V&A brings kimono culture to London

In its first fashion exhibition of 2020, the V&A explores the iconic Japanese kimono and its far-reaching influence upon the worldwide fashion industry.

Ask anyone where the concept of fashion was invented, and it’s likely they’ll answer Paris or Europe, referencing haute couture and (if they’re real experts) Charles Frederick Worth. For decades, this view was accepted, even by the most well-read of scholars. A new generation of academics are working to counter this myth as evidence emerges that Indian, Chinese and Japanese cultures shared similar fashion systems to those found in Europe.

With this in mind, curators at London’s V&A museum felt it was time fashion systems from other parts of the world were represented in the West. The V&A’s Kimono: Kyoto to Catwalk is one answer to this. Anna Jackson, the curator of the exhibition, produced it as a way of celebrating traditional Japanese kimono, while dismantling perceptions that they’re merely a ceremonial, or ritualistic, costume. “It is about showing that there was a really developed fashion culture in Japan as far back as the 17thcentury. The kimono has always been an incredibly fashionable garment,” explains Jackson, sitting opposite me in the ornate V&A café one wet winter morning.

The curator is troubled by the lack of representation of non-Western fashion in exhibitions and educational environments. Exploring her reasoning behind this project, she repeatedly highlights how, “Most exhibitions focus on Western fashion and designers, so we wanted a show that proved fashion flourished elsewhere, to contradict the perception that fashion is a European invention.”

“We also wanted to show that kimono had a massive influence on dress styles outside of Japan,” offers Jackson. “There was a tradition in Europe of wearing loose gowns but suddenly [after the Dutch brought back kimono from Japan in the 1660s] there were these incredibly beautiful, colourful silk garments arriving which took everything by storm.”


Madonna wearing kimono in nothing really matters music video

Photo: V&A Press Office

It’s not just the history of the kimono that sparked the team’s interest. They’re currently undergoing a massive revival in Japan. “It started with young people buying vintage kimono and styling them up in a new way, which led to the emergence of a new set of designers who’re trying to do something fresh and not as expensive,” Jackson says of the modern influences upon the kimono.

Naming a few of these emerging designers, such as Jotaro Santo and Hiroko Takahashi, who’re re-inventing the kimono for a younger audience, Jackson hopes featuring their pieces will highlight the evolving nature of kimono to a Western audience.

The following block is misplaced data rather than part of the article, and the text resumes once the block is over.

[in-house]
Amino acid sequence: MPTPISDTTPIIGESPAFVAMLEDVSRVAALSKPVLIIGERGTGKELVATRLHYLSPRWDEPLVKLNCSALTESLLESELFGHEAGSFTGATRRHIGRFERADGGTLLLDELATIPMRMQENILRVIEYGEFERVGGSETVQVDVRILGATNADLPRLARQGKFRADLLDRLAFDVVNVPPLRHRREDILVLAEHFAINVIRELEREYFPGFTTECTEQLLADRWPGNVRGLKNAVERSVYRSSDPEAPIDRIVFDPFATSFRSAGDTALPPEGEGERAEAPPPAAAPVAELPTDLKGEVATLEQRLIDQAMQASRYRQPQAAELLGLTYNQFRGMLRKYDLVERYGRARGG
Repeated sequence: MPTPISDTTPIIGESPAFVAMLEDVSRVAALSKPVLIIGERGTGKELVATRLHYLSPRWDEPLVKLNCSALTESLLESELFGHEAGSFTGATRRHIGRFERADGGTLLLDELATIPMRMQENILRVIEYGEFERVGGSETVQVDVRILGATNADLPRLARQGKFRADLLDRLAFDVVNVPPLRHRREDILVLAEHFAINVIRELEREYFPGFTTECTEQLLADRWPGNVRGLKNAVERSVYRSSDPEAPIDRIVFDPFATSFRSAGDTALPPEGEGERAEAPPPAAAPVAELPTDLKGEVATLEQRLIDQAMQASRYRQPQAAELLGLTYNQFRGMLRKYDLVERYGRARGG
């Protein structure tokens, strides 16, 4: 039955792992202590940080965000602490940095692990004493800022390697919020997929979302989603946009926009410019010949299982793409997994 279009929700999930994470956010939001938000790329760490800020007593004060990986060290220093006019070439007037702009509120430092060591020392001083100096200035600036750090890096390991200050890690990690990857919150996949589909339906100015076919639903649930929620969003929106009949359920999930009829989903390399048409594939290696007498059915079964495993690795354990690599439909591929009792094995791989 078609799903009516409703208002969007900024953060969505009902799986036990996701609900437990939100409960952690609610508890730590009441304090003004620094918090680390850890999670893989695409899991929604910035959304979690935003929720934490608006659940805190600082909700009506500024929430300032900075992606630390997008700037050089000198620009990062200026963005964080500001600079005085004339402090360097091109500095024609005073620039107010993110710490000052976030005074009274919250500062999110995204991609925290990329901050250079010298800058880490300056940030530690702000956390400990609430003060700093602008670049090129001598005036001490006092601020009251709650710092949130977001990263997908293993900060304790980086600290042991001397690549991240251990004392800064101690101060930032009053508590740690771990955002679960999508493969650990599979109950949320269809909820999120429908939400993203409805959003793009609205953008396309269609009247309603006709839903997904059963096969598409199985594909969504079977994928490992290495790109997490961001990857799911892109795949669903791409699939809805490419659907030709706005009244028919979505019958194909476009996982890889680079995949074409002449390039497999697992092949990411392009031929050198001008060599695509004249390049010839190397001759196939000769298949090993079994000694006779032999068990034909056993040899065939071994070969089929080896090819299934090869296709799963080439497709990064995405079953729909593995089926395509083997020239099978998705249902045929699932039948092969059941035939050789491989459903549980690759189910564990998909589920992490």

Naturally, the curator and her team spent much of their time in Japan in preparation for the exhibition. While Jackson explains that the V&A’s kimono collection might be the best in Europe, many of the older pieces in the show have to be borrowed from Japan. “Most museums like the V&A started collecting in the late 19thcentury when they were founded, so you don’t find the older, rarer and most spectacular [pieces].”

Inspiration for the exhibition hasn’t only come from Japan. Stand-out pieces from Western pop-culture include a kimono worn by Freddie Mercury as well as Madonna’s Jean Paul Gaultier Nothing Really Matters outfit. “She was inspired by Memories of a Geisha,” explains Jackson. Bjork’s famous Homogenic album cover look, designed by Alexander McQueen, also makes an appearance. “We have the artwork that Nick Knight has lent us, as well as the actual garment borrowed from the personal collection of Steven Philip.”

Thom Browne runway

Photo: V&A Press Office

Movie memorabilia will also fascinate visitors. The team secured pieces designed by Colleen Attwood for the Oscar-winning Memories of a Geisha. Costumes worn by Obi-Wan Kenobi and the Jedis in the Star Wars films also made the cut. “The kimono does have that timeless, universal quality, so it is also able to represent the future and alternative worlds,” Jackson says of the director’s choice to include kimono-inspired costumes within the futuristic franchise.

Young designers were also commissioned to produce pieces for the exhibition. Milligan Beaumont, whose Central Saint Martins’ geisha-inspired graduate collection was bought by Christina Aguilera, is just one of these creatives. “She’s really interested in the way kimono in their broad expanse can tell stories,” explains Jackson.

Beaumont says, “It’s the most exciting thing I’ve ever been asked to be a part of.” The young designer’s work – an exclusive kimono hoodie called Fuji Heartbreak – is a true highlight of the exhibition. The hoodie is heavily influenced by Japanese culture and utilises old Japanese textile and details inspired by traditional kimono techniques. Beaumont is happy that the kimono will finally be showcased in the West. “I think it’s an incredibly important exhibit and the first of its kind because it’s showing the great influence the garment has had over centuries, as well as questioning the lines between cultural appreciation and appropriation,” Beaumont adds.

As a curator, Jackson’s job is both to entertain and to educate. I ask her what she hopes the public will take away from Kimono: Kyoto to Catwalk. “To think about fashion more as a global thing and how fashion can be translated across boundaries,” she offers.

This exhibition hopes to prompt individuals to acknowledge the power of other fashion systems, offering visitors – both fashion experts and the general public alike – a new point of view that has long been ignored. Jackson adds, “Who knows, it might even inspire some to go out and wear a kimono themselves.”

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